Hawaiian Missionaries are some of the rarest stamps in the world.
These were the first postage stamps of the Kingdom of Hawaii, issued 1851.
Why are they called “Missionaries”, you ask? These stamps were usually found on the letters of missionaries working in Hawaii, hence the name. Only a small number of the stamps have survived to this day.
In 1920, new Missionaries showed up on the market from someone named Charles Shattuck, who said that his mother had connected with a missionary family in Hawaii. The stamps were sold to a dealer for $65,000. But in 1922 a court case deemed the stamps as forgeries. Since then, numerous studies have been done on the stamps, but no one has quite agreed on whether they’re real or not. Someone even published a book in 2006 titled The Investigation of the Grinnell Hawaiian Missionaries by the Expert Committee of the Royal Philatelic Society London. If you’re feeling kept in suspense on the investigation’s results, know that the Society has declared the stamps as counterfeit — though some may still disagree.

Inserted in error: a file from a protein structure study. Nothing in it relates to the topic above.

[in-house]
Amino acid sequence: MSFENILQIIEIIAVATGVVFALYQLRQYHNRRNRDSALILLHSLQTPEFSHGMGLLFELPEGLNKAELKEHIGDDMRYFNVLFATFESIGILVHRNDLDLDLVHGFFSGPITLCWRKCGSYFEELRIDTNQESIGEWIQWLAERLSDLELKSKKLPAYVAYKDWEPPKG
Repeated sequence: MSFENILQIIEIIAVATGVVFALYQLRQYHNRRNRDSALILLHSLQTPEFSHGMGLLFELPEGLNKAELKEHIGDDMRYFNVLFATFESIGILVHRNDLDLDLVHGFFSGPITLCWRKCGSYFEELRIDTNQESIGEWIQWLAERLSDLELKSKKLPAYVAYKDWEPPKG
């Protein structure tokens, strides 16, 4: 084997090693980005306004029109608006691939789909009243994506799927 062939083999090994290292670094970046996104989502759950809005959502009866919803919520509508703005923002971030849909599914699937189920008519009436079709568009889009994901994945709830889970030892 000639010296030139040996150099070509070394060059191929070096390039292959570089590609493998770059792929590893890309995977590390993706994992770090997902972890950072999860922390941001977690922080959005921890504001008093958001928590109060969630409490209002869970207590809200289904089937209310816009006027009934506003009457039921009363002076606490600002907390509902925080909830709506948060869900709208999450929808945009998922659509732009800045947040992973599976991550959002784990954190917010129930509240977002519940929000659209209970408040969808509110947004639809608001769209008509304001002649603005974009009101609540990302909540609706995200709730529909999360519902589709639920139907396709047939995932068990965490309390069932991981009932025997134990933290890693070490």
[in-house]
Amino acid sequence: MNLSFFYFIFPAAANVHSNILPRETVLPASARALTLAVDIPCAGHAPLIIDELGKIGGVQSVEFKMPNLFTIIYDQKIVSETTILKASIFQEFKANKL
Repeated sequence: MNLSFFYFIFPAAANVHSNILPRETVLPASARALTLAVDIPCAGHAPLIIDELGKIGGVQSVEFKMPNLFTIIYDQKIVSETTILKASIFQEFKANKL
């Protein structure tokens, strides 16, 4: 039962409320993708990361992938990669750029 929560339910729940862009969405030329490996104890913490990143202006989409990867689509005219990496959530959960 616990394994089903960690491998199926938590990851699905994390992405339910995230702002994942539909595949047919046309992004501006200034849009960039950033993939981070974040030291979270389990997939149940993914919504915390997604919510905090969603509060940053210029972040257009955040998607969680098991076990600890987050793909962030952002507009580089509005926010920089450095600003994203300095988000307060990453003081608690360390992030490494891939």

One of the most peculiar tales surrounding the stamp seems like something pulled straight from a crime novel. A wealthy man named Gaston Leroux was found murdered in his home in Paris, and the police could think of no motive – until they found a 2-cent blue Hawaiian Missionary missing from his collection. The police contacted every stamp shop, but no luck; they then contacted Leroux’s friends and found that one, Hector Giroux, was a stamp collector who happened to own a collection of Hawaiian stamps, including the 2-cent blue. Giroux confessed to offering the buy the stamp from Leroux, and when he was refused, killed Leroux in a fit of rage. Giroux was hanged for the crime — a crime committed all for a single stamp.